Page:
“Sound masking!”

Kelly looks at me, a little startled and a little confused.

“What?” she says.

“Sound masking!” I shout, rummaging the kitchen for a pen. “They can use sound masking to get people in the door!”

Kelly has no idea what I’m talking about, nor should she. A second ago I was on cruise control, scrambling stir-fry on the stove. Now, I’m muttering to myself about smart buildings, scribbling on the back of the grocery list.

For some people, it’s the washroom. For others, it’s driving. For me, I do my deepest thinking behind the stove. But this wasn’t the usual daydream about arguments I’d never have. This was different – I was working.

When I started at Stryve, I was intimidated by all the talk of “on the weekend I thought this,” and “last night I worked on that.” I couldn’t imagine myself as someone who took their work home with them. Work stayed at the office – that’s how I separated Job-Kyle and Regular-Kyle. However, over the last few months, work hadn’t been confined to the 9-5. I was losing the ability to unplug. Something was happening to Regular-Kyle…

This isn’t supposed to sound like some freak mutation. This was the professional butterfly emerging from the amateur cocoon. Slowly, but surely, my job was becoming a career.

How did this happen?

This change doesn’t happen overnight, and it takes effort from both sides. While it’s up to the employer to serve up a lob, it’s up to the employee to knock it out of the park.

Phase 1

Employer: Establish a Cool Kid Culture

Remember looking up to the grade twelves when you were an impressionable freshman? They had cars and went to the mall on spare. They had fake IDs and could grow sideburns. When I was in grade 9, all I wanted to be was a grade 12.

This is how you need to present the core team.

It starts with creating a culture that puts social stock in the tasks at hand. The coolest person in the room needs to be the one closing the sale or killing it on PPC. The grade 12s had their cars – you have your campaigns. What’s cooler than cutting class to go to the beach? AdRoll’s updated prospecting feature. From the top down, your team needs to establish what’s cool and what isn’t.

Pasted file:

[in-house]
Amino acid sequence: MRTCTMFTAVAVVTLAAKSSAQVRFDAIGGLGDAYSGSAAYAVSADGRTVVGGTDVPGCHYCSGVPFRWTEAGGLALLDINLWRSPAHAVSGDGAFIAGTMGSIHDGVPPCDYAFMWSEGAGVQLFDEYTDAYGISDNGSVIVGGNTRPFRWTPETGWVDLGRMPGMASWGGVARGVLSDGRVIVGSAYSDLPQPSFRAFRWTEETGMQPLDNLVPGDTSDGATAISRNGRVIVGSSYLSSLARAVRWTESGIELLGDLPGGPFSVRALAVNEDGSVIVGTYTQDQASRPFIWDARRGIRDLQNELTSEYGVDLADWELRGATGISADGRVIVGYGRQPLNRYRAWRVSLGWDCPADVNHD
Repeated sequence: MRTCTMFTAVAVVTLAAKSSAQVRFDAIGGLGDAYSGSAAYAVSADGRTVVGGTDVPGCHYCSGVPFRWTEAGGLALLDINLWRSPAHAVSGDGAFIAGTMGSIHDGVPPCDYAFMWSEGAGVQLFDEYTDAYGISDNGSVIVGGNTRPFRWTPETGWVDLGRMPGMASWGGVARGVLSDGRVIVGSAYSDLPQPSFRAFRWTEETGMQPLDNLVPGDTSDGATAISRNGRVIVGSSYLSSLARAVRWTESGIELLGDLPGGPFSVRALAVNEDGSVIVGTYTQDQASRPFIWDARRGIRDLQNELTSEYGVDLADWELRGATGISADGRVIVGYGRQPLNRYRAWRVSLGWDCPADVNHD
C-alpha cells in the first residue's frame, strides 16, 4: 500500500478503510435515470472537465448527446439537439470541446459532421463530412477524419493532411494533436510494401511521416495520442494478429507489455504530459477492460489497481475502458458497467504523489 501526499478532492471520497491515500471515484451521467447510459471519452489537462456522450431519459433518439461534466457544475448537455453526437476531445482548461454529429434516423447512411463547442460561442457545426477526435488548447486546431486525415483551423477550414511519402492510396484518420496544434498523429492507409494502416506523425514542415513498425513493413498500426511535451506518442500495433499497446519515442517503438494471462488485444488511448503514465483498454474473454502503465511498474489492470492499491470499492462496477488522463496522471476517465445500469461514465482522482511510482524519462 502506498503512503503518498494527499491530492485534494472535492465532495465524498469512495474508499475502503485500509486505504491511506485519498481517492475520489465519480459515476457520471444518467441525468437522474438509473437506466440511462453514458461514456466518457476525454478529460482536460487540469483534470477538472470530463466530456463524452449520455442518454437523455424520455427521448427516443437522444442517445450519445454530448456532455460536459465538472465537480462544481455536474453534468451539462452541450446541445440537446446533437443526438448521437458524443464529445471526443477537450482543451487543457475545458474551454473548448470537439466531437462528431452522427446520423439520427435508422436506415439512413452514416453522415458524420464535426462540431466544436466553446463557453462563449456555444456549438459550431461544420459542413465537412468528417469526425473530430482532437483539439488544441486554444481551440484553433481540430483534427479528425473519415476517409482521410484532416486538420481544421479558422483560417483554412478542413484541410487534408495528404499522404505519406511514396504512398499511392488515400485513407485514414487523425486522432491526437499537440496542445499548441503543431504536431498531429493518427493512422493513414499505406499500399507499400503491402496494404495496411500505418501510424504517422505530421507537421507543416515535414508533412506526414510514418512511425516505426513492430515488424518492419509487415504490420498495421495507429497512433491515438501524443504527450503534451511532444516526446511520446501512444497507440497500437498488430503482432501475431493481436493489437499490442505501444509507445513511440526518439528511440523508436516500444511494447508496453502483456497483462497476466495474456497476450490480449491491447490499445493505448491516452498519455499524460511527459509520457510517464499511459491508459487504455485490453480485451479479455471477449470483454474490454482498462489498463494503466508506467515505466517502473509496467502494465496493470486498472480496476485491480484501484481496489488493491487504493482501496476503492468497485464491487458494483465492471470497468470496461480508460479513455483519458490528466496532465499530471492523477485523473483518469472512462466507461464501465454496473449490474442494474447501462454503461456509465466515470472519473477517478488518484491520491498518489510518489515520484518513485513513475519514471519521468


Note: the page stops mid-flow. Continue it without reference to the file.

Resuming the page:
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Employee: Strive to be a Cool Kid

If your company has established that Cool Kid Culture, you’ll need to be hardworking, organized, and knowledgeable to sit at the cool table.

This means reorganizing your priorities. Maybe you stay late to hit a deadline instead of rushing home. Don’t go out Thursday night if it means you’ll be late Friday morning – that’d be social suicide. Strive to fit in.

Sure, your partner may get annoyed when you’re late for dinner, but it takes a paycheck to cover the bill. You’ve put social life ahead of work life for long enough. Friends and family will understand when you need to balance the scale.

Phase 2

Employer: Empower your team

At Stryve, we set aside time in our weekly team meeting for shout-outs. This is where team members are recognized for their work. When I first started, I was shouted out for the simplest of tasks – Kyle set up his first AdWords campaign! Go Kyle!

It may seem silly, but that acknowledgment serves as an indication of acceptance. To continue with the cool kid comparison, this is the cheerleader saying, “That’s a nice shirt!”. It confirms that the reorganization of priorities is paying off and that seat at the cool table is opening up.

Employee: Be who they say you are

“Yeah! It is a nice shirt! Go me!”

At some point, you need to read your own headlines. This is where you learn to trust yourself and develop the confidence to walk on your own. Ease up on emulating your coworkers and be your own person. You know what works and what doesn’t – trust your instincts.